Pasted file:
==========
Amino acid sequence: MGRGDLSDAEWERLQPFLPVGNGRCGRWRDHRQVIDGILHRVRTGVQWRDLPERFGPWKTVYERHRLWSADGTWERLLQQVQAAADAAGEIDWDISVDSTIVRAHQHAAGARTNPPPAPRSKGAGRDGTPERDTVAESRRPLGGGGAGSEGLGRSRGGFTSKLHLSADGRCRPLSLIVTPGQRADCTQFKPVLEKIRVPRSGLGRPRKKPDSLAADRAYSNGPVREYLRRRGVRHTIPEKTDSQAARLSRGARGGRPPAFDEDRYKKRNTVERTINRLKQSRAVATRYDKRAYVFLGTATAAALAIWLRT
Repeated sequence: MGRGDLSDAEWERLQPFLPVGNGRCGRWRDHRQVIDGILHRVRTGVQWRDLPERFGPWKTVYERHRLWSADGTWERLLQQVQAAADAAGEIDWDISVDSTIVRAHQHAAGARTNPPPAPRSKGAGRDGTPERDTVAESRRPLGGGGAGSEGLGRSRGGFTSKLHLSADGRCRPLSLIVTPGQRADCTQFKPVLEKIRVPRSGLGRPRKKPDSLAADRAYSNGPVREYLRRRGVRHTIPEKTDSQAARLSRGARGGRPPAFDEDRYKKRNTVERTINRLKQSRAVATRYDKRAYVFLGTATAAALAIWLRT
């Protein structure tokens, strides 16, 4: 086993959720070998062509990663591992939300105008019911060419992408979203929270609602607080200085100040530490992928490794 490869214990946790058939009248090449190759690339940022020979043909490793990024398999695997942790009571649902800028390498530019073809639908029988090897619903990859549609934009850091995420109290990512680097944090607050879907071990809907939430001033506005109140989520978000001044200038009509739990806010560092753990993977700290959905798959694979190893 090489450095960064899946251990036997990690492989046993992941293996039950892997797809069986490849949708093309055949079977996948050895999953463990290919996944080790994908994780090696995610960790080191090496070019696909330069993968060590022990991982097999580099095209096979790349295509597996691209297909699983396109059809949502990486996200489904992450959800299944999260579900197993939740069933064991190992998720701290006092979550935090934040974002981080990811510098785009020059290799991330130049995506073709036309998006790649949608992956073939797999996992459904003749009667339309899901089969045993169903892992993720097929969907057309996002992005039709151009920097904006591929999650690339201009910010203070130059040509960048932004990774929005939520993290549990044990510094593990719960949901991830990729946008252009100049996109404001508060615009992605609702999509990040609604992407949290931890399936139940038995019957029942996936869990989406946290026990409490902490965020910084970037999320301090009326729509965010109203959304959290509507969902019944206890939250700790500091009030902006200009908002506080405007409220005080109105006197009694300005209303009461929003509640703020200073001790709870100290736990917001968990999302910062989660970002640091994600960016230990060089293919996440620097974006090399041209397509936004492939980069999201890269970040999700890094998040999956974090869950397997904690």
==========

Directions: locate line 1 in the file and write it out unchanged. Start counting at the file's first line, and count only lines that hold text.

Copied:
Amino acid sequence: MGRGDLSDAEWERLQPFLPVGNGRCGRWRDHRQVIDGILHRVRTGVQWRDLPERFGPWKTVYERHRLWSADGTWERLLQQVQAAADAAGEIDWDISVDSTIVRAHQHAAGARTNPPPAPRSKGAGRDGTPERDTVAESRRPLGGGGAGSEGLGRSRGGFTSKLHLSADGRCRPLSLIVTPGQRADCTQFKPVLEKIRVPRSGLGRPRKKPDSLAADRAYSNGPVREYLRRRGVRHTIPEKTDSQAARLSRGARGGRPPAFDEDRYKKRNTVERTINRLKQSRAVATRYDKRAYVFLGTATAAALAIWLRT